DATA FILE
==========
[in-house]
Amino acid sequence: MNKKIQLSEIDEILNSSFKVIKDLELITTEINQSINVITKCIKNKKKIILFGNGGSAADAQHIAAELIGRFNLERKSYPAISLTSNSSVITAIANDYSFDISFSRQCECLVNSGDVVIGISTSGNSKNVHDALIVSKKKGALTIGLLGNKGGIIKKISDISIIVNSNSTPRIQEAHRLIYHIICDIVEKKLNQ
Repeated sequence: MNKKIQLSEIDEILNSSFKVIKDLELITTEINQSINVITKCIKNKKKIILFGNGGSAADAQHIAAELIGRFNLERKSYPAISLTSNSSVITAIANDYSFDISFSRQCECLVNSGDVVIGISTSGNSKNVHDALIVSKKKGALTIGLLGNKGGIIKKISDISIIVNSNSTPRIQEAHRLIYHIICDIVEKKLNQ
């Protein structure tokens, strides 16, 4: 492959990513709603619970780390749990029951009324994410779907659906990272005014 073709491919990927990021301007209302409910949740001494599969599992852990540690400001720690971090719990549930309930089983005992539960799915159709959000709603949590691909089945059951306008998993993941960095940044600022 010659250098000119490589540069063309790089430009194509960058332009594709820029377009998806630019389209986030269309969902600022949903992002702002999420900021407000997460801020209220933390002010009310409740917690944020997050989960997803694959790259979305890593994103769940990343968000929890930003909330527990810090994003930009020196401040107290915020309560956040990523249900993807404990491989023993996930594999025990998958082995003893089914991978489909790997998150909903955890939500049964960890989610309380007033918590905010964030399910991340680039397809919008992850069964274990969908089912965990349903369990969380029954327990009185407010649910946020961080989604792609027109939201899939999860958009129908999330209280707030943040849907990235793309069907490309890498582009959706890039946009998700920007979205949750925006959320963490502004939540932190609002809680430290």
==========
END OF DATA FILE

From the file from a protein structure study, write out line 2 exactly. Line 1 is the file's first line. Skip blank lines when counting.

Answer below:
Amino acid sequence: MNKKIQLSEIDEILNSSFKVIKDLELITTEINQSINVITKCIKNKKKIILFGNGGSAADAQHIAAELIGRFNLERKSYPAISLTSNSSVITAIANDYSFDISFSRQCECLVNSGDVVIGISTSGNSKNVHDALIVSKKKGALTIGLLGNKGGIIKKISDISIIVNSNSTPRIQEAHRLIYHIICDIVEKKLNQ